June 08, 2009
WAC Special: Raising the Bar--A Second Season Preview
Below Rob Bodine, WAC?'s newest co-writer, a Washington, D.C.-based IP lawyer, reviews this season's opening episodes of Raising The Bar. That's tonight, Monday, June 8, on TNT at 10 PM Eastern Time/9 PM Central Time:
ca⋅thar⋅sis /kəˈθɑrsɪs/ [kuh-thahr-sis]
–noun, plural -ses /-siz/ [-seez]
1. the purging of the emotions or relieving of emotional tensions, esp. through certain kinds of art, as tragedy or music.
Random House Dictionary, 2009
Steven Bochco’s latest contribution to television, Raising the Bar, starts its second season tonight. The series centers on the interplay between the offices of the public defender and district attorney, the judges in front of whom they argue, and the clients whose lives are at stake.
The show is intensely character-driven. As in the shows involving different professions Bocho first made popular nearly thirty years ago, we get glimpses into work and personal lives--and how they clash.
The lawyer storylines. They do seem familiar, at times drawing from “hot-button” political topics, but adding a level of complexity not always seen. The cases presented show that sometimes there’s more to an issue than initially meets the eye. And that those with shared shared interests can be at odds.
The attorneys face the same tensions felt by the viewer in the real world, with only the context-- the legal system--being the difference. That is their world. By day, they’re bitter adversaries, deeply frustrated with each other’s legal positions; by night, they’re friends, sharing drinks and stories of their day.
On the job, they’re ethically bound to represent their clients to the best of their ability, while also being ethically bound to allow the client to dictate the direction of that representation, either through political pressure (prosecution) or through prioritizing other interests above their own legal interests (defense), all the while making sure to check their egos at the door. Divorcing one’s feelings from the job is difficult--especially when your client is compellingly sympathetic, or even noble, in their cause. But it’s necessary, and Raising The Bar drives that one home convincingly.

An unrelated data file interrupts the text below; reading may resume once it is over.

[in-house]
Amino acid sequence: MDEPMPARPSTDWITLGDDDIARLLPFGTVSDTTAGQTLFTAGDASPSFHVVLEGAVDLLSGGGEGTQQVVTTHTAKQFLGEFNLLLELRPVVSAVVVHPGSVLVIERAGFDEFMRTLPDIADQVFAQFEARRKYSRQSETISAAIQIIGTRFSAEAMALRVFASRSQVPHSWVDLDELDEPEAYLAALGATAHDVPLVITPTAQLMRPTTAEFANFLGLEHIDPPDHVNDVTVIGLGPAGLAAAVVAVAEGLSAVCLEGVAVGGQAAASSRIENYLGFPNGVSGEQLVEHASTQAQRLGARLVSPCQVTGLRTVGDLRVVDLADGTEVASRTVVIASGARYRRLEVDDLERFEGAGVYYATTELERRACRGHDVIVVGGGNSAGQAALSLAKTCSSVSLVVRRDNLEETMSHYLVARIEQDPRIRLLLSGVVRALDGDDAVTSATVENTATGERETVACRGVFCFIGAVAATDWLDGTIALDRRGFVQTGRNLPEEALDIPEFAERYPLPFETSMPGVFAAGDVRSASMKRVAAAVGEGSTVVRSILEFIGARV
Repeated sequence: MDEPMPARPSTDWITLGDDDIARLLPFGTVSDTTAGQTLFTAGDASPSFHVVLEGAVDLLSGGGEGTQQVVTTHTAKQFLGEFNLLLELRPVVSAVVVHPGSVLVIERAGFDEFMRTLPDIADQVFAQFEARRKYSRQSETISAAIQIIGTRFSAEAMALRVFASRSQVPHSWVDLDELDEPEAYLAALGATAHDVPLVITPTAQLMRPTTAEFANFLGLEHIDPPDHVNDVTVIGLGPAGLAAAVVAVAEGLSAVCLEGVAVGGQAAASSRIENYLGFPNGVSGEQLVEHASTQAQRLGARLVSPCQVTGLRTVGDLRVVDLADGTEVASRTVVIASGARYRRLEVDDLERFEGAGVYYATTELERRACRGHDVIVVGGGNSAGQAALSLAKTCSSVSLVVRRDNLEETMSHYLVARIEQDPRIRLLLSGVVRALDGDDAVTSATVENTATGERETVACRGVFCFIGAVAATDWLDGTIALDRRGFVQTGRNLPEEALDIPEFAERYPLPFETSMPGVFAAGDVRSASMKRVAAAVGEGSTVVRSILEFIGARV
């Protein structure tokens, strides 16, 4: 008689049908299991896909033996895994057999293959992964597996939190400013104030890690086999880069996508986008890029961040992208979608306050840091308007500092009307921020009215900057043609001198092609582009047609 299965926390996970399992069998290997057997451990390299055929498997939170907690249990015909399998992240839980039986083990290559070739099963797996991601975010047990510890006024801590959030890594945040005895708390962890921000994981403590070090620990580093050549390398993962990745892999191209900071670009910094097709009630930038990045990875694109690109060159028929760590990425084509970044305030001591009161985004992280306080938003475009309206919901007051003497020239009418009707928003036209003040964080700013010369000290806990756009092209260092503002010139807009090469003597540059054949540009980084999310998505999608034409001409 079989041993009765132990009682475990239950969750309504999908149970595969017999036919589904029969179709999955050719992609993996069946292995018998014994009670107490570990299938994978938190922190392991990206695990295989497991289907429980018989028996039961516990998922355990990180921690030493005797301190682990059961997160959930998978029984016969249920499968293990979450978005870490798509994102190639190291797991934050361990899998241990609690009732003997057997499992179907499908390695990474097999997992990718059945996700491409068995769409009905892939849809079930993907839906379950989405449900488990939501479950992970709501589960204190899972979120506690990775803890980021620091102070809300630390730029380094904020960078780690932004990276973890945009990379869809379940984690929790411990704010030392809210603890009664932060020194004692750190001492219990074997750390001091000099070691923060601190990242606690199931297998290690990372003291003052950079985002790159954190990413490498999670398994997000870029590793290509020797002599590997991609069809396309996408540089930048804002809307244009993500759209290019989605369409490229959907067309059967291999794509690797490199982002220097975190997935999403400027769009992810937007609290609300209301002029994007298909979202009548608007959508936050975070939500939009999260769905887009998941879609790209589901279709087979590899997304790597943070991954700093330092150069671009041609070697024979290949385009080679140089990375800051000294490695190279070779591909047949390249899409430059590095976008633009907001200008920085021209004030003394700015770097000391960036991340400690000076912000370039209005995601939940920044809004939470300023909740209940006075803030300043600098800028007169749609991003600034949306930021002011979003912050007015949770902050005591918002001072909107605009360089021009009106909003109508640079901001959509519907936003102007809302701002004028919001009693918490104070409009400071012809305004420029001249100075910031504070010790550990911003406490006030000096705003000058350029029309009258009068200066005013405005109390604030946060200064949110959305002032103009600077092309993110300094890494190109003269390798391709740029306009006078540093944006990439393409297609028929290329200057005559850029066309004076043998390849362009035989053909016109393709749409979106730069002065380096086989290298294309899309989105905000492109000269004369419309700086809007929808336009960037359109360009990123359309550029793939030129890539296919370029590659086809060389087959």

Should idealistic Jerry Kellerman (played by Mark-Paul Gosselaar) change who he is for the sake of the job by sacrificing a trademark part of his personality? Can right-and-wrong prosecutor Marcus McGrath (played by J. August Richards) accept the conflict between the public’s interests with his superiors’ political interests?
Off the job, they’re ordinary people, facing ordinary problems. Should Kellerman and fellow public defender Bobbi Gilardi (Natalia Cigliuti) pursue their relationship even if it's potential ammunition against her in a bitter divorce? Should McGrath pursue a relationship with a woman who represents the political system with which he often finds himself in conflict?
For the lawyers watching the show, there’s something special in it for us. John Michael Higgins solidly delivers as your less than favorite judge. This isn't to say that there isn't dramatic license taken, but when you're looking unwind, do you really want to watch a show that's 100% accurate in its depiction of the law?
At a day's end, when egos have been bruised, frustrations are high, and hope dies a little, things can and do work out. You are uplifted, restored. Even Justice is served. A moral order in the universe, maybe? Mind you, when I was watching the advance tape this weekend, it hit me that RTB doesn't accomplish all this by insulting you and yours. Like you just died and went to Hallmark: "triumph of the human spirit", "people coming together and caring about one another...", learning to trust one another, working with one another despite their differences.
This show is very real about the ambiguities of real life--and real work. Sometimes, there’s no one right answer.
Posted by Rob Bodine at June 8, 2009 11:59 PM
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